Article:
Recent governments have formulated various laws that aspire to the goal of protecting women’s rights in all arenas of life. However, this has not translated into increased participation of females in the police force where the percentage of women in the country’s police force is still below two percent.
This shocking statistic was revealed in a recent report compiled by the National Police Bureau. The report quotes officials who say that data shows a total of 391,364 policemen/women all over the country, but only 5731 of them are women.
The report also reveals that Gilgit-Baltistan is the territory with the highest female participation in the police force at 3.4 percent as compared to other regions and provinces in the country. In fact, the percentage in one province even drops to as low as 0.48 percent.
The most common reason for this low rate of participation by women is thought to be restrictions due to cultural norms and traditions. However, officials also cautioned against quick dismissal of this matter. They believe that low participation by women in law enforcement agencies is also due to an absence of official support.
Ideally, according to officials, the percentage of women in the police force should be at least 10 percent.
One official quoted the report when saying that the situation in the largest province of the country, Balochistan, was the most disappointing since “Only 156 policewomen are working in the largest province, where the strength of the force stands at 32,850.
The situation is so grim that there is only one inspector, one sub-inspector and one female assistant sub-inspector in the force as a majority of the women are serving as constables.
In the capital city, Islamabad, the condition was a bit better but could hardly be called acceptable since only 278 women were in the police force of the city. This makes up barely 2.8 percent.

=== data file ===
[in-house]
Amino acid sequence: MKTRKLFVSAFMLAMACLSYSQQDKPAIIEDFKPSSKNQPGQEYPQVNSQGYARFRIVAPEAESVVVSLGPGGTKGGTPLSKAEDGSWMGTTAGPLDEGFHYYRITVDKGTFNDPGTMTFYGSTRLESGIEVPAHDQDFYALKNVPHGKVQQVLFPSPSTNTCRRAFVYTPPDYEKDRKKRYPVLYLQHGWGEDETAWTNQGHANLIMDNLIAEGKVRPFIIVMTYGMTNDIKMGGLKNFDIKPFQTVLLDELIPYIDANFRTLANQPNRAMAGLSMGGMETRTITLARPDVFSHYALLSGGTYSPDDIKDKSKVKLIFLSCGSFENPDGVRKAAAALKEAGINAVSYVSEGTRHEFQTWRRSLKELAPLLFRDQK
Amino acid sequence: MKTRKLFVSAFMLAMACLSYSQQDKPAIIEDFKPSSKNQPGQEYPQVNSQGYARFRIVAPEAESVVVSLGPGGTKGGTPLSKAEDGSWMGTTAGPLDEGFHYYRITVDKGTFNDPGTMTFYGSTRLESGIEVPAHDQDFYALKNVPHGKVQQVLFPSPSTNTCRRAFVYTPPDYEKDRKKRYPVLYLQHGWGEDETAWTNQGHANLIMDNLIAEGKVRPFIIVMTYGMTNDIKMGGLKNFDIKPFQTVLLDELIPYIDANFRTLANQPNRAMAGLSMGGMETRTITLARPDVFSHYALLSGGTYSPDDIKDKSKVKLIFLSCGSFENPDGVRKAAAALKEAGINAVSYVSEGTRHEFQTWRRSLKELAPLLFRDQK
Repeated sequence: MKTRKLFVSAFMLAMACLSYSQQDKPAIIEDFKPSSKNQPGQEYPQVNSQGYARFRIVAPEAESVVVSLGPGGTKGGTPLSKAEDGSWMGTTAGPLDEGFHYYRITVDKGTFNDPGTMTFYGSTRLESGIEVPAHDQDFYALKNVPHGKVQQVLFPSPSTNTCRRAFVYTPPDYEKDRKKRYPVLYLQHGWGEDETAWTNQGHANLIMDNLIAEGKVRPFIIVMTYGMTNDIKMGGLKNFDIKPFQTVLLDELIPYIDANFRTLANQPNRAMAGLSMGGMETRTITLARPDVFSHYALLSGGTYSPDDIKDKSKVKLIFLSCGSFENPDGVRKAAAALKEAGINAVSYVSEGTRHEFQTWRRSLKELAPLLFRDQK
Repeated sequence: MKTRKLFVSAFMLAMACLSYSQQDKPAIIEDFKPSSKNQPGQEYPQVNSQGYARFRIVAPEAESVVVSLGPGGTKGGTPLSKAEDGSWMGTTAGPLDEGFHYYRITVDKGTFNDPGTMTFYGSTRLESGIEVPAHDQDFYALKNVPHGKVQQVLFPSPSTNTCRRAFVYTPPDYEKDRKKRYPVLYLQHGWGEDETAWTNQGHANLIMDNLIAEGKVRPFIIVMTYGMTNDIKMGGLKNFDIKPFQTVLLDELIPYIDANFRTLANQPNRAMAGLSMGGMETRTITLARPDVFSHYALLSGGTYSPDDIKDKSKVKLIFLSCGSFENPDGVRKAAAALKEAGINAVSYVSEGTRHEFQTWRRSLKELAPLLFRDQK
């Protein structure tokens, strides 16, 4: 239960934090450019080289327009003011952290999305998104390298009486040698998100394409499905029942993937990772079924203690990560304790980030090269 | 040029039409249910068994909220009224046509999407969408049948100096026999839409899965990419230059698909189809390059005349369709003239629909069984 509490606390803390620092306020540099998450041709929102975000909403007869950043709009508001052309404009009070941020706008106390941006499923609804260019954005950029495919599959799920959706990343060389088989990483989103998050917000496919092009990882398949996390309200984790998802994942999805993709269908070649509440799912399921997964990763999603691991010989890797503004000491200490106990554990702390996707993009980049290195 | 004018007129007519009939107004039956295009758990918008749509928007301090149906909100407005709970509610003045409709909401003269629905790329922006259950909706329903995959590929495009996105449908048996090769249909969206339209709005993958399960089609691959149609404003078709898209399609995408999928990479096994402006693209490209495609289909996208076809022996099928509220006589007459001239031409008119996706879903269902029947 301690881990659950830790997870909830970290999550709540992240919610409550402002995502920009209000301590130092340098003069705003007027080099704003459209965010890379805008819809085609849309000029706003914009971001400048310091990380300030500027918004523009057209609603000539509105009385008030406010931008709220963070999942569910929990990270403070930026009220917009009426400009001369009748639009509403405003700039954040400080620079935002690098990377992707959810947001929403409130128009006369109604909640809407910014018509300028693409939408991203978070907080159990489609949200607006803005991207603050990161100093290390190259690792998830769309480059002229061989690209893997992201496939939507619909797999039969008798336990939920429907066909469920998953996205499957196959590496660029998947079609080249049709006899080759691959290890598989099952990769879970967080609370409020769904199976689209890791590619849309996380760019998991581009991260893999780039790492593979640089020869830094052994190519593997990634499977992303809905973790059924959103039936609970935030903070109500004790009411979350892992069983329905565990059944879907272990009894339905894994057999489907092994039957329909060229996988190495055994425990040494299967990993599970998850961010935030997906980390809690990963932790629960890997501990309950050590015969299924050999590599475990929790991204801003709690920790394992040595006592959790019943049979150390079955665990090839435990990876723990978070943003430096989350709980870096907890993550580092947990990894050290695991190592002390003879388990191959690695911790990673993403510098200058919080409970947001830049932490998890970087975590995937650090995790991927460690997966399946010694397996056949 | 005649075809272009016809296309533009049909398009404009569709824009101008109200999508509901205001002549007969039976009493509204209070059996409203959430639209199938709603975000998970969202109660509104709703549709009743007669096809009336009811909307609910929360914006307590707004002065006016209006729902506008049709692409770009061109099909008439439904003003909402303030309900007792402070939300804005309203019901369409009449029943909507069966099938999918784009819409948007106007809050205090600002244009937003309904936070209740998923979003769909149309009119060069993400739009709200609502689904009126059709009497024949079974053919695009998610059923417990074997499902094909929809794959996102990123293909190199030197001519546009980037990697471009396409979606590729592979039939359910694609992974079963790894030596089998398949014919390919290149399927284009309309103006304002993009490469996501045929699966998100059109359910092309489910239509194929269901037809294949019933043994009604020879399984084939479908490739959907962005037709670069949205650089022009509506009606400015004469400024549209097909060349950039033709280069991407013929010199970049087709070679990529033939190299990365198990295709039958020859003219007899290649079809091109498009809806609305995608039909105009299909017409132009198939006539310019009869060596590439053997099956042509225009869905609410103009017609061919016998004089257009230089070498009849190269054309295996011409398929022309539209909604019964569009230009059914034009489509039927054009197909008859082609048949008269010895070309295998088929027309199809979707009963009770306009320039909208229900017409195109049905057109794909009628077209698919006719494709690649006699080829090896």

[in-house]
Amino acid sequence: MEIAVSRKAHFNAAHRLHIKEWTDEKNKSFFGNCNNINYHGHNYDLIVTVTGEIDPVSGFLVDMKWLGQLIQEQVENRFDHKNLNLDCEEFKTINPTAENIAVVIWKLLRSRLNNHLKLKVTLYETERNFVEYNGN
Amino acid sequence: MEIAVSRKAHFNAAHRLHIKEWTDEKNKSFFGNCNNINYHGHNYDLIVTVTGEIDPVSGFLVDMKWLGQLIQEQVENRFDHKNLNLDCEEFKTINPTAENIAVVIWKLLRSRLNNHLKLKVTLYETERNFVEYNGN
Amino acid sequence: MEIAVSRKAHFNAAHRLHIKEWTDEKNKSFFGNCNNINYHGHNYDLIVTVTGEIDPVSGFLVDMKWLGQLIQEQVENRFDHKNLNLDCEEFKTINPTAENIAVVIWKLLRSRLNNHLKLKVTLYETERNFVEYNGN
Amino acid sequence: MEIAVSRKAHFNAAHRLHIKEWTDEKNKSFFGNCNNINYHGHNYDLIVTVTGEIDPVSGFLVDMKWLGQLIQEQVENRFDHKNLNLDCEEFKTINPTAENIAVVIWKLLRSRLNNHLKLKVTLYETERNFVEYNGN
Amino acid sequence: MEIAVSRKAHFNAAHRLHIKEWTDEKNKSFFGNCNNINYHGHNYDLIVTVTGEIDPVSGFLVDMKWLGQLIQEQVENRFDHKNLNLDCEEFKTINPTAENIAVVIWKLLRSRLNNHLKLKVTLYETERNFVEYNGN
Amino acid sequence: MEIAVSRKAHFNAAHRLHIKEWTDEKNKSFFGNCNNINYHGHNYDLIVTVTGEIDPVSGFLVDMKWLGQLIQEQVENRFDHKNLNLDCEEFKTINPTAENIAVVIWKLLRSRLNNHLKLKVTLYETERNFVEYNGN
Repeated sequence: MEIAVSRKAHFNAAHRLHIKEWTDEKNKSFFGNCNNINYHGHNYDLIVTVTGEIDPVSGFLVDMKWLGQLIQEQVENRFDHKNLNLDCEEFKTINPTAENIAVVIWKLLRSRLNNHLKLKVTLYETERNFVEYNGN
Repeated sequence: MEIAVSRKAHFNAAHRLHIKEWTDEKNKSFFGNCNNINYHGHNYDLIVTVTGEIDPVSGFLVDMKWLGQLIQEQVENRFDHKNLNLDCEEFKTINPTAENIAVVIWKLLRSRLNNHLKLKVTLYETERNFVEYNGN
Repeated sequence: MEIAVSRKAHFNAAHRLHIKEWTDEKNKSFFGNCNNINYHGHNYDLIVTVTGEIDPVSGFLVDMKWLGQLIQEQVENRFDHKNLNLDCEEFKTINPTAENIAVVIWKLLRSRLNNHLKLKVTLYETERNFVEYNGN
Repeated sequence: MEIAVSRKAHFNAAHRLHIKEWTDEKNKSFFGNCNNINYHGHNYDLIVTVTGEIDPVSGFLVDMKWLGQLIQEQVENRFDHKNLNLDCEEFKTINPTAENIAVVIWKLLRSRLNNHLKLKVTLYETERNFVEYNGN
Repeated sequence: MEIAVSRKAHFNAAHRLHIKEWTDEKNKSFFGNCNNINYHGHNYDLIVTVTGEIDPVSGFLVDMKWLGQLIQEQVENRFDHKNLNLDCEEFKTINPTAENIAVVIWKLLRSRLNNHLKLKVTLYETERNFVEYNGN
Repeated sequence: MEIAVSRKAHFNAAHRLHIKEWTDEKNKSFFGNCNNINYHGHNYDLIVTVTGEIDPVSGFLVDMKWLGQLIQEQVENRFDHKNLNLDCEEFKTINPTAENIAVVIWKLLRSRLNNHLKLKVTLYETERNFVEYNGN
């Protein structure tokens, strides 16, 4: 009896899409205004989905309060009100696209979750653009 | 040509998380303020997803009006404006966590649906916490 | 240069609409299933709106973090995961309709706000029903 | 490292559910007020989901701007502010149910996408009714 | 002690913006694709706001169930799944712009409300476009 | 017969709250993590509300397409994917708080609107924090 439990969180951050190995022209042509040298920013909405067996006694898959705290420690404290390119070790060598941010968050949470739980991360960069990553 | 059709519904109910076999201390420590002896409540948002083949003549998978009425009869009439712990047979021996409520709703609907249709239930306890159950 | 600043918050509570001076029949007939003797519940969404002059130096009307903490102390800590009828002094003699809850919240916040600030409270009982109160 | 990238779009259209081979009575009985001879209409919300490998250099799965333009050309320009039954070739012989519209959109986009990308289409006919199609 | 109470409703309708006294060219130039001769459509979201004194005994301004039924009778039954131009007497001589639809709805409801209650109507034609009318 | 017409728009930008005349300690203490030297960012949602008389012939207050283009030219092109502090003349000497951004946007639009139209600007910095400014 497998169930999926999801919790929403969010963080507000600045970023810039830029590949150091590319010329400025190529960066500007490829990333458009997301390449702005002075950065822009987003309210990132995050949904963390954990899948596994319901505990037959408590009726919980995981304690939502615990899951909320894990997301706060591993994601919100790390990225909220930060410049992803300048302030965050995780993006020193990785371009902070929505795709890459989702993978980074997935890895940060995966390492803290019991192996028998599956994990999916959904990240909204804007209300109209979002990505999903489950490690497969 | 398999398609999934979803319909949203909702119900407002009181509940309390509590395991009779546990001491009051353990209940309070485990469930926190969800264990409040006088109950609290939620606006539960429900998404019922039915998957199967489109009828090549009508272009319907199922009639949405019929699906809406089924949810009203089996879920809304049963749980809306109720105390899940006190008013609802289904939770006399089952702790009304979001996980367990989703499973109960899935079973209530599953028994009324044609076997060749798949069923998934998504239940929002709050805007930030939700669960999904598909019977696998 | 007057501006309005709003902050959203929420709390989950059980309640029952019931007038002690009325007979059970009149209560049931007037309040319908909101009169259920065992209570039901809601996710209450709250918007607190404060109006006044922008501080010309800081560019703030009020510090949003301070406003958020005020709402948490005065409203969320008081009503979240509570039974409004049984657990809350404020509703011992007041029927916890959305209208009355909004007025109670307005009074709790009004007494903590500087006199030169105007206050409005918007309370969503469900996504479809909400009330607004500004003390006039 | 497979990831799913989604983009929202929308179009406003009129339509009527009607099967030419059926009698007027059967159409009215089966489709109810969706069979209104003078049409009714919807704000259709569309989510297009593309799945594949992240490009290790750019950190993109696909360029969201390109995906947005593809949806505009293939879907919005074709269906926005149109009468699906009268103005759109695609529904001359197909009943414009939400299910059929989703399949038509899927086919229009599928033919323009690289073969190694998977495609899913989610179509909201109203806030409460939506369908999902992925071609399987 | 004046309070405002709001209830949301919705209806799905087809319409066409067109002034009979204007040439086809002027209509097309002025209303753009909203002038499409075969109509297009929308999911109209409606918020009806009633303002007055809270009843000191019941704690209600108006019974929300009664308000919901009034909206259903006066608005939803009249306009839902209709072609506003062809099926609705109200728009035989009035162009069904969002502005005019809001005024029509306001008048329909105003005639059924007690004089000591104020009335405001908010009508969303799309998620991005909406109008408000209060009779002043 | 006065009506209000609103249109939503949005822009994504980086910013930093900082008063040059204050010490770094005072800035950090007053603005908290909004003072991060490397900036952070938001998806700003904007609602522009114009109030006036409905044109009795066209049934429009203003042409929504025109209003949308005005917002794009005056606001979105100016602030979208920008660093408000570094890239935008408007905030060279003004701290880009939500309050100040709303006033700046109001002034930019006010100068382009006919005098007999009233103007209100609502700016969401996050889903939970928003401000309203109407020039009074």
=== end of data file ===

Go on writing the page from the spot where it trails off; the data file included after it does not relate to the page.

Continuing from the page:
Out of 391,364 serving police personnel all over the country, only 5,731 of them are women.
In Punjab and Sindh there are only 2804 and 1498 females making up 1.8 percent and 1.5 percent of the force, respectively.
According to the report, in Azad Kashmir only 1.6 percent of the police force is made up of women given that there are merely 129 women in the police force of 8325 people. It’s worse in Khyber Pakhtunkhwa where the percentage is just one percent with only 683 women working in the entire force of 68,106 personnel.
The good news, though, is that the number of policewomen in the force has steadily improved from 0.94 percent to 1.46 percent all over the country.
The Director-General of NPB Iqbal Mahmood commented that while the situation is not satisfactory it is certainly improving.
Before blaming any individual or institution for the current situation, young female graduates have to take an initiative to opt for policing as a profession.
Currently a Superintendent of Police (SP) in the Karachi Traffic Police, Erum Awan, agreed with the above statement that there was an apparent and obvious lack of interest in educated women for the profession. She also said, though, that there were other reasons for the negatively thought profession.
First, the girl’s family advises her not to join the profession.
Even if one dares to join the profession, she doesn’t encourage others to follow suit. That’s because even in this era, women personnel are not awarded key postings or regular policing jobs. They are always considered as a secondary part of the force in comparison to men.